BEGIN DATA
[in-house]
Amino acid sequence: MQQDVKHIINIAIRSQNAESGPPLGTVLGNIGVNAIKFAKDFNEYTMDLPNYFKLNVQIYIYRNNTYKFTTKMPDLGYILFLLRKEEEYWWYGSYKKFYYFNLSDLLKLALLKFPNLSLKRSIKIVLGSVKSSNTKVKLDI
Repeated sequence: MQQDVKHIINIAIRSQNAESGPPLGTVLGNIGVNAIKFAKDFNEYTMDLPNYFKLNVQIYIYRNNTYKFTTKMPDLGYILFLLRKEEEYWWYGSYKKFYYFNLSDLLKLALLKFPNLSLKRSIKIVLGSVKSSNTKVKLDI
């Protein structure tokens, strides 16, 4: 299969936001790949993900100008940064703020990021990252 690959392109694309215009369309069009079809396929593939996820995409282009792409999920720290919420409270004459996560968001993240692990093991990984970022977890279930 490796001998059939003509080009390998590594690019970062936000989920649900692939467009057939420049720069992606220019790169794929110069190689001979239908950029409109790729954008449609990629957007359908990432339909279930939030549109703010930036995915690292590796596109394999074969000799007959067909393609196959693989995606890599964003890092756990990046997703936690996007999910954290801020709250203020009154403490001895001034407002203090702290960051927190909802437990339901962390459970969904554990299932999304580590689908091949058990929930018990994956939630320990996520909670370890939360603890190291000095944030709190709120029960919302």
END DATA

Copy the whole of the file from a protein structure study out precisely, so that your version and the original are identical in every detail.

[in-house]
Amino acid sequence: MQQDVKHIINIAIRSQNAESGPPLGTVLGNIGVNAIKFAKDFNEYTMDLPNYFKLNVQIYIYRNNTYKFTTKMPDLGYILFLLRKEEEYWWYGSYKKFYYFNLSDLLKLALLKFPNLSLKRSIKIVLGSVKSSNTKVKLDI
Repeated sequence: MQQDVKHIINIAIRSQNAESGPPLGTVLGNIGVNAIKFAKDFNEYTMDLPNYFKLNVQIYIYRNNTYKFTTKMPDLGYILFLLRKEEEYWWYGSYKKFYYFNLSDLLKLALLKFPNLSLKRSIKIVLGSVKSSNTKVKLDI
């Protein structure tokens, strides 16, 4: 299969936001790949993900100008940064703020990021990252 690959392109694309215009369309069009079809396929593939996820995409282009792409999920720290919420409270004459996560968001993240692990093991990984970022977890279930 490796001998059939003509080009390998590594690019970062936000989920649900692939467009057939420049720069992606220019790169794929110069190689001979239908950029409109790729954008449609990629957007359908990432339909279930939030549109703010930036995915690292590796596109394999074969000799007959067909393609196959693989995606890599964003890092756990990046997703936690996007999910954290801020709250203020009154403490001895001034407002203090702290960051927190909802437990339901962390459970969904554990299932999304580590689908091949058990929930018990994956939630320990996520909670370890939360603890190291000095944030709190709120029960919302």